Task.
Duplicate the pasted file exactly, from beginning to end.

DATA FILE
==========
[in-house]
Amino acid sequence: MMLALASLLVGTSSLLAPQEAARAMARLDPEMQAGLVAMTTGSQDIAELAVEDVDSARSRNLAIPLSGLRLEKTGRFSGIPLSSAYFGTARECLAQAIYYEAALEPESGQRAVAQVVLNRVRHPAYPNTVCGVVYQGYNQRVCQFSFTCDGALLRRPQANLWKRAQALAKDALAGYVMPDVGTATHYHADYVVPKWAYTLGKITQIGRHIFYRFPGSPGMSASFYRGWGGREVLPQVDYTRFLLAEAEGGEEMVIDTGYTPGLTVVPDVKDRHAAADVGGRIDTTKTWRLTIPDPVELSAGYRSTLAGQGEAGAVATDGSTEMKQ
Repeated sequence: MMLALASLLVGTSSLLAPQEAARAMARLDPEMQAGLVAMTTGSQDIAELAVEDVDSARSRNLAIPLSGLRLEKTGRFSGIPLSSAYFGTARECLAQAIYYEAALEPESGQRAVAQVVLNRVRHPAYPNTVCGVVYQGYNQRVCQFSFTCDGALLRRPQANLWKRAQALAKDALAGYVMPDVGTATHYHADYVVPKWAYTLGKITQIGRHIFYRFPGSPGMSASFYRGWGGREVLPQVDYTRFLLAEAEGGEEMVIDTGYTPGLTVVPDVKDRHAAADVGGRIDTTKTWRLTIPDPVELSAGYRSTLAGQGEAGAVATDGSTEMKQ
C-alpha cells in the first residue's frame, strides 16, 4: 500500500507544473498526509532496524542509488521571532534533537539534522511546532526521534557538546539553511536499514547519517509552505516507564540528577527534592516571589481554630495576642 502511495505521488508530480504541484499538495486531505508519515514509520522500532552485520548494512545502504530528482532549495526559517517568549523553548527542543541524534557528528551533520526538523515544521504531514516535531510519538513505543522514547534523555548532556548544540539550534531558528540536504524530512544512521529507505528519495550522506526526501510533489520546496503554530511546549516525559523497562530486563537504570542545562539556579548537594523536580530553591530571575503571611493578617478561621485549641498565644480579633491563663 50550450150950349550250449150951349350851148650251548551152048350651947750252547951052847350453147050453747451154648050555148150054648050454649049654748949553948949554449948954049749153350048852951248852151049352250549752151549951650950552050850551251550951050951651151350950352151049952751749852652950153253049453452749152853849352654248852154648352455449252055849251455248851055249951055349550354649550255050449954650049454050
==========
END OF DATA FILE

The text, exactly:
[in-house]
Amino acid sequence: MMLALASLLVGTSSLLAPQEAARAMARLDPEMQAGLVAMTTGSQDIAELAVEDVDSARSRNLAIPLSGLRLEKTGRFSGIPLSSAYFGTARECLAQAIYYEAALEPESGQRAVAQVVLNRVRHPAYPNTVCGVVYQGYNQRVCQFSFTCDGALLRRPQANLWKRAQALAKDALAGYVMPDVGTATHYHADYVVPKWAYTLGKITQIGRHIFYRFPGSPGMSASFYRGWGGREVLPQVDYTRFLLAEAEGGEEMVIDTGYTPGLTVVPDVKDRHAAADVGGRIDTTKTWRLTIPDPVELSAGYRSTLAGQGEAGAVATDGSTEMKQ
Repeated sequence: MMLALASLLVGTSSLLAPQEAARAMARLDPEMQAGLVAMTTGSQDIAELAVEDVDSARSRNLAIPLSGLRLEKTGRFSGIPLSSAYFGTARECLAQAIYYEAALEPESGQRAVAQVVLNRVRHPAYPNTVCGVVYQGYNQRVCQFSFTCDGALLRRPQANLWKRAQALAKDALAGYVMPDVGTATHYHADYVVPKWAYTLGKITQIGRHIFYRFPGSPGMSASFYRGWGGREVLPQVDYTRFLLAEAEGGEEMVIDTGYTPGLTVVPDVKDRHAAADVGGRIDTTKTWRLTIPDPVELSAGYRSTLAGQGEAGAVATDGSTEMKQ
C-alpha cells in the first residue's frame, strides 16, 4: 500500500507544473498526509532496524542509488521571532534533537539534522511546532526521534557538546539553511536499514547519517509552505516507564540528577527534592516571589481554630495576642 502511495505521488508530480504541484499538495486531505508519515514509520522500532552485520548494512545502504530528482532549495526559517517568549523553548527542543541524534557528528551533520526538523515544521504531514516535531510519538513505543522514547534523555548532556548544540539550534531558528540536504524530512544512521529507505528519495550522506526526501510533489520546496503554530511546549516525559523497562530486563537504570542545562539556579548537594523536580530553591530571575503571611493578617478561621485549641498565644480579633491563663 50550450150950349550250449150951349350851148650251548551152048350651947750252547951052847350453147050453747451154648050555148150054648050454649049654748949553948949554449948954049749153350048852951248852151049352250549752151549951650950552050850551251550951050951651151350950352151049952751749852652950153253049453452749152853849352654248852154648352455449252055849251455248851055249951055349550354649550255050449954650049454050